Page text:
With a PIAM, the process is streamlined and simplified. The employee requests access to a specific area, and then, based on their attributes, the system either grants, denies, or forwards the request to the area owner. Once approved, the individual will have access for a specific amount of time. The employee’s credentials will be automatically updated to both allow and revoke access for the approved period.

The Challenges around Visitor Management

But what about visitors, contractors, and temporary employees? How can an organization distributed across multiple buildings or around the world manage access rights for these individuals? Here again, a PIAM solution can help by centrally managing rights for everyone who interacts with an organization.

For many, working with a manual system to handle visitor access can cause inefficiencies, errors, and security gaps. Generally speaking, when using a manual system, the appearance of a visitor requires front desk staff to suddenly stop what they’re doing and manage the arrival. The process is compounded if an entire group shows up at once or if more than one person arrives at the same time.

Regardless of how many people arrive, the front desk staff needs to input information and issue credentials. Then they have to quickly notify the host within the organization to ensure that visitors are not kept waiting, as this can have a negative impact. Also, security problems can arise around verifying visitor identities and tracking how long visitors are in buildings and where they went.

How a PIAM Can Help

With a PIAM, hosts can create a visitor request through a portal. The system then grants access and sends the visitor a confirmation email with a QR code for checking in. The visitor can use this email to access designated areas and meet with their host within the organization.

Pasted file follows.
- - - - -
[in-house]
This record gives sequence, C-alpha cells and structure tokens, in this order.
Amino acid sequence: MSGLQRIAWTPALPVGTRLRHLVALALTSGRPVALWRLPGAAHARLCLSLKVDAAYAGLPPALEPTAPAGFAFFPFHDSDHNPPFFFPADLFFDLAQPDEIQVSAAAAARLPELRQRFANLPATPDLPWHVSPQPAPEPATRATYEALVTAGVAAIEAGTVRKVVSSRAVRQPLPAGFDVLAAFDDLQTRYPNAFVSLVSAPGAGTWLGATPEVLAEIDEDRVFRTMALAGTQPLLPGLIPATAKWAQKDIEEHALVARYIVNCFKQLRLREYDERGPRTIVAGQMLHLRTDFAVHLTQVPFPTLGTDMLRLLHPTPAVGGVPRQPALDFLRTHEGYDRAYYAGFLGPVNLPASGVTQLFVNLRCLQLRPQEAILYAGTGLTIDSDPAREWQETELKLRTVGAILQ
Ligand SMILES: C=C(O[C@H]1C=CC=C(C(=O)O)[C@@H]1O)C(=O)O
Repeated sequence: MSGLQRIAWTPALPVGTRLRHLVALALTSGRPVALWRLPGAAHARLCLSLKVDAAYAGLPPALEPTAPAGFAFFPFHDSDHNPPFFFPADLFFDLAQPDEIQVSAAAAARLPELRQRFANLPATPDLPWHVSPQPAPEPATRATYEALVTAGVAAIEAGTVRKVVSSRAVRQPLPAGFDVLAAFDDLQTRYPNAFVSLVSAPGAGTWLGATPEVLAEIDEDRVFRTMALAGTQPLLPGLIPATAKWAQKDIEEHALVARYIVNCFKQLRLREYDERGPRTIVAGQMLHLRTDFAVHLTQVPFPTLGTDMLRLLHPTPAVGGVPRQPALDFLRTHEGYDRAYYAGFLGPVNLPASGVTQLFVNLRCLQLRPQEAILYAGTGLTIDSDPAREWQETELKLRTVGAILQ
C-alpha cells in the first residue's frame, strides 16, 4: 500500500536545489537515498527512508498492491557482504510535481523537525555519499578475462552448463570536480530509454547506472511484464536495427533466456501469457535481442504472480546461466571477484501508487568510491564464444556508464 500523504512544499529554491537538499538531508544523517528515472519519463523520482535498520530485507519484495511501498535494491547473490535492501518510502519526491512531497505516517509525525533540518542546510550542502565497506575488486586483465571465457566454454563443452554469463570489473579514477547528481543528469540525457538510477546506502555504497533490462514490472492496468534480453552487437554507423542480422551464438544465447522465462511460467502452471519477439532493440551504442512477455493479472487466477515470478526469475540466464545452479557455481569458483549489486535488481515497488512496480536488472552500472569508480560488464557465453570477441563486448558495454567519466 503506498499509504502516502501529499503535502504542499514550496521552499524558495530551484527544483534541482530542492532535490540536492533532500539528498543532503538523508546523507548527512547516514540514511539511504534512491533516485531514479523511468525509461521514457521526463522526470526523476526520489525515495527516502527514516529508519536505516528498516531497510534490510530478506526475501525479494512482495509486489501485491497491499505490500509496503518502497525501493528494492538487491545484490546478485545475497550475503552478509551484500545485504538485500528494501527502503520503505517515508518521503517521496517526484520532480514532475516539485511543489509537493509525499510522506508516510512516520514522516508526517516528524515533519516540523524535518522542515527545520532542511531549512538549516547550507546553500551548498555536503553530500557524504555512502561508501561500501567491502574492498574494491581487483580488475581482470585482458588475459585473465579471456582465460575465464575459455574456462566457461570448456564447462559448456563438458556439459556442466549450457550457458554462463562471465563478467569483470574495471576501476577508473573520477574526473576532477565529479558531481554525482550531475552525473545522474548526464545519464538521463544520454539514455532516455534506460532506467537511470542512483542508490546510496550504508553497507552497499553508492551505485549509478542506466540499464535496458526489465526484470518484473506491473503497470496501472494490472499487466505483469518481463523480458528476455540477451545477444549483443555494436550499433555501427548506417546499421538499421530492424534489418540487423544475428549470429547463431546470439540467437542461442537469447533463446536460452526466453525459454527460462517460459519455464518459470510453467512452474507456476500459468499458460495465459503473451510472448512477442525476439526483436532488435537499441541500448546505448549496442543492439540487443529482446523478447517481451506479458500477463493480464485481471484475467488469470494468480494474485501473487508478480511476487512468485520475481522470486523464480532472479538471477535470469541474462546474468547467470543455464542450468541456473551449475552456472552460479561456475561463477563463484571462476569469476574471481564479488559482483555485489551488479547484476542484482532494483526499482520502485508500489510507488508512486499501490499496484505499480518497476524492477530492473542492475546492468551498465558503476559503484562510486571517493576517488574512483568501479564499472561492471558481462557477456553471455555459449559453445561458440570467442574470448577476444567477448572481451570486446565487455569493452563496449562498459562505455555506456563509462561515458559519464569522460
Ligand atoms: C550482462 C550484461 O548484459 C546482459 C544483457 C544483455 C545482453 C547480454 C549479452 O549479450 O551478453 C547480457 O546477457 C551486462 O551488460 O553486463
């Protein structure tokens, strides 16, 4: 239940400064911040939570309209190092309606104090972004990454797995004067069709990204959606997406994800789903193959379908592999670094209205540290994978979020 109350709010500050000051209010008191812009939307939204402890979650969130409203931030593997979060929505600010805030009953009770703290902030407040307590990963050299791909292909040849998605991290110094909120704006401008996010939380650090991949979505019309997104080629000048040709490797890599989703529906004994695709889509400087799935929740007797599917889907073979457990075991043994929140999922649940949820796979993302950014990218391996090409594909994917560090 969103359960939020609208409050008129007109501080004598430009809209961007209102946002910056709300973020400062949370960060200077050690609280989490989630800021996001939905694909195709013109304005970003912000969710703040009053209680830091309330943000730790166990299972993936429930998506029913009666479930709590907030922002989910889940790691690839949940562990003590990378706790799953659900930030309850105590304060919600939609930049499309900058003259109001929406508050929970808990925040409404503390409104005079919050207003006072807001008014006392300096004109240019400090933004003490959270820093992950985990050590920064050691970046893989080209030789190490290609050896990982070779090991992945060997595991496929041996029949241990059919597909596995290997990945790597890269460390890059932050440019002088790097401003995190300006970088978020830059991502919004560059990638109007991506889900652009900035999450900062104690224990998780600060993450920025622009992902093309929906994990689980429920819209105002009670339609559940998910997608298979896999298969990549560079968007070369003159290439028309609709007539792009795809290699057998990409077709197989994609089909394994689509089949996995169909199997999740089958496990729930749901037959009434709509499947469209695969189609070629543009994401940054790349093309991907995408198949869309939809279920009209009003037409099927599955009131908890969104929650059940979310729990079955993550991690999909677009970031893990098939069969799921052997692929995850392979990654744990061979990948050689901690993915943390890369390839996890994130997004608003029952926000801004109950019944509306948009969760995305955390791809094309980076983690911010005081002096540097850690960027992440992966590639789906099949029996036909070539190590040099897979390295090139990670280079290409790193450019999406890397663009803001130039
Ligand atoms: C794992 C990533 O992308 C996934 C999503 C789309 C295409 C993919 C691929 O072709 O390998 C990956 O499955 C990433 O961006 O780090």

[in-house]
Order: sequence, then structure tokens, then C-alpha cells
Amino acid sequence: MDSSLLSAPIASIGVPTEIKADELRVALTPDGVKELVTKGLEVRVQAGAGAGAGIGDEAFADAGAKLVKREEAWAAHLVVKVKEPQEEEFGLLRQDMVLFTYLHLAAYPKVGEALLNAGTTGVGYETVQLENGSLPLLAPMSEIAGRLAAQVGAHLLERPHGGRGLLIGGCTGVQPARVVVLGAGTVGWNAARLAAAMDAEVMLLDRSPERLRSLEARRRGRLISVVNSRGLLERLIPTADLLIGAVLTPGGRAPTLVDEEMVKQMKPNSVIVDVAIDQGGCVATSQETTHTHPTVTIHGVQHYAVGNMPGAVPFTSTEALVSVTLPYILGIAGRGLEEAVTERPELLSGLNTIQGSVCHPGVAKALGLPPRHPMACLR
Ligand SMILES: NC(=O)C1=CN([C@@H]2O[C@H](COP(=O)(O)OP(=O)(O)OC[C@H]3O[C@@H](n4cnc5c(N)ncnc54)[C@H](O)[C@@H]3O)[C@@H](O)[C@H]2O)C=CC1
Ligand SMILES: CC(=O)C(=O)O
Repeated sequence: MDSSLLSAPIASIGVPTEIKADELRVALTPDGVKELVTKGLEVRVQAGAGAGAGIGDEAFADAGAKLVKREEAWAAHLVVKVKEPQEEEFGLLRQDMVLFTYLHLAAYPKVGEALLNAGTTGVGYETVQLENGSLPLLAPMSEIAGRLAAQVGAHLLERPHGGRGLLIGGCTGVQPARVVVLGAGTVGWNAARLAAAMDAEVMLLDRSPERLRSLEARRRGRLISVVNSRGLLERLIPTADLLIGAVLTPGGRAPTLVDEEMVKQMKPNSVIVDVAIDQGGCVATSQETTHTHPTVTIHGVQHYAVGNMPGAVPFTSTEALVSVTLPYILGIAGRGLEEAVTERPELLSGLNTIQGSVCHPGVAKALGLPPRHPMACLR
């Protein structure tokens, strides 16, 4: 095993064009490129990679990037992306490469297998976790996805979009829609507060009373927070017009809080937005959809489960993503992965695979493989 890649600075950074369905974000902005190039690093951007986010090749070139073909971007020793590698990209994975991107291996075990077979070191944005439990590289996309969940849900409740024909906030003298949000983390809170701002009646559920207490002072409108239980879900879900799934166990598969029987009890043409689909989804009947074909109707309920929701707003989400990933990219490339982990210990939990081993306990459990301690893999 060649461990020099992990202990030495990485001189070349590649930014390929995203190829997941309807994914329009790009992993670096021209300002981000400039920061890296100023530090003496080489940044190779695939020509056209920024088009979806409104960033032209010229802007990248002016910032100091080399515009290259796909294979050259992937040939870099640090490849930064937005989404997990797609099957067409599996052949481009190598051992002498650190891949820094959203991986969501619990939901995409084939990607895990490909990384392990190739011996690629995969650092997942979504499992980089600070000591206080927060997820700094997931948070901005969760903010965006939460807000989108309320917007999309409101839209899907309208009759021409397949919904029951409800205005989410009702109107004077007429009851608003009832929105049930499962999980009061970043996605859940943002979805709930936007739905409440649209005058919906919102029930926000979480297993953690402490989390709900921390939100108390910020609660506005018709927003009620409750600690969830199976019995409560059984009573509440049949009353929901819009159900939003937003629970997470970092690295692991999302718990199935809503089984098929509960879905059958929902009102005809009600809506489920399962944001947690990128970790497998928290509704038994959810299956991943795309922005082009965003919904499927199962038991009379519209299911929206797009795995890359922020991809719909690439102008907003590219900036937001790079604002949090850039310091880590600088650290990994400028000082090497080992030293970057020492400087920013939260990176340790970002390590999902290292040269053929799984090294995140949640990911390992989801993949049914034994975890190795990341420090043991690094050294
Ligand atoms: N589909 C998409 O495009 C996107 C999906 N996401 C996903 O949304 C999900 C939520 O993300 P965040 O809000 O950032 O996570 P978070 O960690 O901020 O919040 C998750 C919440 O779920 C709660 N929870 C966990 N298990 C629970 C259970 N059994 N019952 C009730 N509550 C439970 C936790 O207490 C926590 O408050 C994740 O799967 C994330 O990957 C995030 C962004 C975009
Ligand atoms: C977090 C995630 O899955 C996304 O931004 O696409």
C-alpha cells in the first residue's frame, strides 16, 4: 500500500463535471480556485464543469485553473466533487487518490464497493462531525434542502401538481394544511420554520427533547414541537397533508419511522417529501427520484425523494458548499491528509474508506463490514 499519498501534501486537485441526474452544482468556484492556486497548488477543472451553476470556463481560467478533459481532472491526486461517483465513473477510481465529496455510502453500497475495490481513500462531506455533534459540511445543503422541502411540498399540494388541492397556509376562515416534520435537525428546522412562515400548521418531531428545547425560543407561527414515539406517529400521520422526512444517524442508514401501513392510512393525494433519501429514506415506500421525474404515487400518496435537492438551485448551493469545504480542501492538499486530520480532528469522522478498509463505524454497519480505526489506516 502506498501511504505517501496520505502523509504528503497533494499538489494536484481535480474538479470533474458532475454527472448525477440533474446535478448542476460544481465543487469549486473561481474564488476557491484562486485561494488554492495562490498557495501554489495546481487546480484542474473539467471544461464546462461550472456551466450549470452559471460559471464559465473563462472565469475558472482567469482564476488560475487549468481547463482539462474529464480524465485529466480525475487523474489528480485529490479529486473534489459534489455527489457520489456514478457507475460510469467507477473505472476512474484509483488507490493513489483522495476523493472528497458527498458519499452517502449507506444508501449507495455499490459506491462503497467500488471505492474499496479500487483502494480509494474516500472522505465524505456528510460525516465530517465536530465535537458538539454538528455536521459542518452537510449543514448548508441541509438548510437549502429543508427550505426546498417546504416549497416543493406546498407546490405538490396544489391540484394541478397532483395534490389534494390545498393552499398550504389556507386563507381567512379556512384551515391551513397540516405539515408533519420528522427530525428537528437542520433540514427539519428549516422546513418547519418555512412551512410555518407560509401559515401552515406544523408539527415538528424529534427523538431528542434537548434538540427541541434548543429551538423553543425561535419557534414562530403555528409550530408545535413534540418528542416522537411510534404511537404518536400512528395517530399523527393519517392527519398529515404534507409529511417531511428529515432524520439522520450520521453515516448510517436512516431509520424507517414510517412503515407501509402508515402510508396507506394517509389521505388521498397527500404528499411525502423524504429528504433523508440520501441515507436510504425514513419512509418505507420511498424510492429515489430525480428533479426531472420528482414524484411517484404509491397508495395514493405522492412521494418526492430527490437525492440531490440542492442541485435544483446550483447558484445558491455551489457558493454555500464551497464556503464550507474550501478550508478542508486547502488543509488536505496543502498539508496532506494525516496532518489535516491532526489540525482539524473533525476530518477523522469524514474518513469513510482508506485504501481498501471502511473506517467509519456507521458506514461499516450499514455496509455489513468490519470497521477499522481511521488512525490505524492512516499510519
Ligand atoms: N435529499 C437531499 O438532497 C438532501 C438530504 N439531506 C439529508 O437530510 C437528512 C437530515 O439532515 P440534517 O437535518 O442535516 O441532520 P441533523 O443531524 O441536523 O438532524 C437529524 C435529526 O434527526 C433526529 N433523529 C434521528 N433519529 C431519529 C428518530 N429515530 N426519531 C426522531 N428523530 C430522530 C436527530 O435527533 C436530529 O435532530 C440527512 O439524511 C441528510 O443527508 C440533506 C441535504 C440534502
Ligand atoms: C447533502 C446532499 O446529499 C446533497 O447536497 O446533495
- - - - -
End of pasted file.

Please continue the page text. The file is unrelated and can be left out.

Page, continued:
The email can also contain a variety of other information, including parking instructions or an NDA (if required). Today, organizations are also using email confirmation to help manage the spread of COVID-19 by sending a health questionnaire that must be submitted before the visitor’s arrival.

When an organization has added on-site kiosks that print badges once a visitor has scanned their QR code, visitors can check themselves in. In this case, the system takes the visitor’s picture and issues a printed badge. It can also text the host to notify them that their visitor has checked in. And, if an organization wants to add a layer of security, the system can be configured to scan passports or ID cards to validate each visitor’s identity.

Increasingly, organizations are also integrating automatic license plate recognition (ALPR) into their identity management systems. This allows the PIAM to use a visitor’s license plate, for example, as a form of credential.

In this case, access can be granted to a visitor as soon as their license plate is read. This can improve the flow of visitors through a facility while ensuring safety and security.

Simplifying the Auditing Process